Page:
### Grad, Div and Curl on Weather Maps: a Gateway to Vector Analysis

Vector analysis can be daunting for students. The theory can appear abstract, and operators like Grad, Div and Curl seem to be introduced without any obvious motivation. Concrete examples can make things easier to understand. Weather maps, easily obtained on the web, provide real-life applications of vector operators. Fig. 1. An idealized scalar field representing the mean sea-level atmospheric pressure over the North Atlantic area.

Weather charts provide great examples of scalar and vector fields, and they are ideal for illustrating the vector operators called the gradient, divergence and curl. We will look at some weather maps and describe how these operators arise and what they mean in a practical context.

The Surface Pressure

Let us consider a map of the sea-level pressure over the North Atlantic region. We have two independent variables, latitude and longitude, but it is simpler to use cartesian coordinates. We can do this by projecting a region on the spherical globe onto a flat plane, using a stereographic projection, and define ${x}$ and ${y}$ coordinates on a rectangular area. Then the pressure is a function of ${x}$ and ${y}$: ${p = p (x, y)}$. Of course, pressure also varies with time, but we will focus on a particular moment.

Pressure is a scalar field: it takes a single value for each point ${(x, y)}$ in the region. There are many other examples of scalar fields: temperature, density, relative humidity and so on. The atmosphere moves in response to forces acting upon it. Pressure is one of the most important factors, which explains the popularity of isobaric maps, maps showing lines of constant pressure.

If the pressure is constant, taking the same value everywhere, it does not give rise to any force. But when pressure varies from place to place, the air is pushed from regions of high pressure to regions where the pressure is low. Fig. 1 shows an idealized scalar field representing the sea-level atmospheric pressure over the North Atlantic area. There is a deep depression in the east of the region, and the `Azores anticyclone’ to the south-west. This pressure field is defined by a simple analytical function, making it easy to compute spatial derivatives.

It is the gradient of pressure, the spatial variation, that is dynamically important. Thus, we are led to consider spatial derivatives of pressure in different directions. For the cartesian coordinates, the fundamental derivatives are the changes in the ${x}$ and ${y}$ directions, namely ${\partial p / \partial x}$ and ${\partial p / \partial y}$. We combine these into a vector called the gradient of pressure: $\displaystyle \boldsymbol{\nabla} p = \frac{\partial p}{\partial x}\mathbf{i} + \frac{\partial p}{\partial x}\mathbf{j} \,.$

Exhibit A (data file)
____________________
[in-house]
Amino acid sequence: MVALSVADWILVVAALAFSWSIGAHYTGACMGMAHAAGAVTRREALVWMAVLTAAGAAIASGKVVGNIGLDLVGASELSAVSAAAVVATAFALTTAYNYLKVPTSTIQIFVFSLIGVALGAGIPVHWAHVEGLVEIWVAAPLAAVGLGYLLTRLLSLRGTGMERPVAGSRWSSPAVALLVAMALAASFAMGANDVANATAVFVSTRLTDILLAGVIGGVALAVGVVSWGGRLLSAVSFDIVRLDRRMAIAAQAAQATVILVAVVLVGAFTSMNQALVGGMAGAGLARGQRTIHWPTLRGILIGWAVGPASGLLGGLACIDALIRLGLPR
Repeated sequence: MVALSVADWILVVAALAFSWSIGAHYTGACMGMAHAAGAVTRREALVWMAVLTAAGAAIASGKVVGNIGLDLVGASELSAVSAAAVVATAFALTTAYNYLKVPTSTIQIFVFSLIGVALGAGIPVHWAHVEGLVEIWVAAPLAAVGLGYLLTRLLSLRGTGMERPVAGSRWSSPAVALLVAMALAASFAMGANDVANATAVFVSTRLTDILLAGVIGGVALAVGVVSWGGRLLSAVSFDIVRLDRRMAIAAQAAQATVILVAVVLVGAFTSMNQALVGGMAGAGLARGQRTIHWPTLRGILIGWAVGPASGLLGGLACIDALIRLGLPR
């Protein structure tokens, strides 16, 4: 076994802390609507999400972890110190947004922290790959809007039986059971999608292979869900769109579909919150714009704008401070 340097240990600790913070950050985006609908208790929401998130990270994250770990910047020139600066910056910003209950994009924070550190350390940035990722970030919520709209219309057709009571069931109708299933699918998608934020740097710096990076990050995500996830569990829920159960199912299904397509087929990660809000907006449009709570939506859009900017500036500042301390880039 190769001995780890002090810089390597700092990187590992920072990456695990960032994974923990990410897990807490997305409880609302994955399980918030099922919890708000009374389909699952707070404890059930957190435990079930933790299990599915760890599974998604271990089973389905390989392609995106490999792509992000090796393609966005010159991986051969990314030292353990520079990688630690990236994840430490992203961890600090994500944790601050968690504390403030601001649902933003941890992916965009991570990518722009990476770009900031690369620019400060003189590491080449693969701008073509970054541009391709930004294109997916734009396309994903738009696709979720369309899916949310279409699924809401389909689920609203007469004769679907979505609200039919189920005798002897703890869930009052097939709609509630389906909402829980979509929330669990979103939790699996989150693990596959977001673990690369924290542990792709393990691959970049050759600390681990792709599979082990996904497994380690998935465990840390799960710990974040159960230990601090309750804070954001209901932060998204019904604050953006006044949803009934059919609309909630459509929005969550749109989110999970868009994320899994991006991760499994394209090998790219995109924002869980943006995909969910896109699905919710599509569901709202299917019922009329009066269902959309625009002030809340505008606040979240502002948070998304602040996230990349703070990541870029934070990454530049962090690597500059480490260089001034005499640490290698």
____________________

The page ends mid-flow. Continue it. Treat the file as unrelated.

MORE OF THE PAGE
Here ${\mathbf{i}}$ and ${\mathbf{j}}$ are unit vectors in the ${x}$ and ${y}$ directions. Actually, we have defined the horizontal component of the gradient. That is because the atmosphere is normally close to hydrostatic balance, and the vertical component of pressure is in balance with the force of gravity ( ${\partial p/\partial z = - g\rho}$, where ${\rho}$ is the density). Fig. 2. Left: Gradient of the atmospheric pressure near the depression (this is a vector field). Right: Absolute value of the gradient (a scalar field).

We plot the vector field ${\boldsymbol{\nabla} p}$ in Fig. 2 (left panel), for a region around the depression. We see how the gradient points outwards towards higher pressure. Plotted in the right panel is the magnitude of this vector field, ${|\boldsymbol{\nabla} p|}$, a scalar field. The largest magnitude of the gradient is to the west of the low pressure centre, where the isobars are packed most tightly together.

We note that the wind does not blow down-gradient; the pressure force is balanced by the Coriolis force arising from the Earth’s rotation, so that the wind blows more-or-less along the isobars, perpendicular to the pressure gradient. This is called the geostrophic wind.

Divergence and Vorticity

The divergence and vorticity measure how the winds change from place to place. They involve partial derivatives of the wind components. We denote the 3D wind as ${\boldsymbol{U}}$ and the horizontal component as ${\boldsymbol{V} = u \boldsymbol{i} + v \boldsymbol{j}}$ with ${u}$ and ${v}$ the eastward and northward components of wind.

We are most interested in horizontal variations of the wind. Thus, we define two scalar quantities, $\displaystyle \delta = \frac{\partial u}{\partial x} + \frac{\partial v}{\partial y} \qquad\qquad \zeta = \frac{\partial v}{\partial x} - \frac{\partial u}{\partial y} \,.$

These are the horizontal divergence ${\delta}$ and the vertical component of vorticity ${\zeta}$.

A Closer Look at Divergence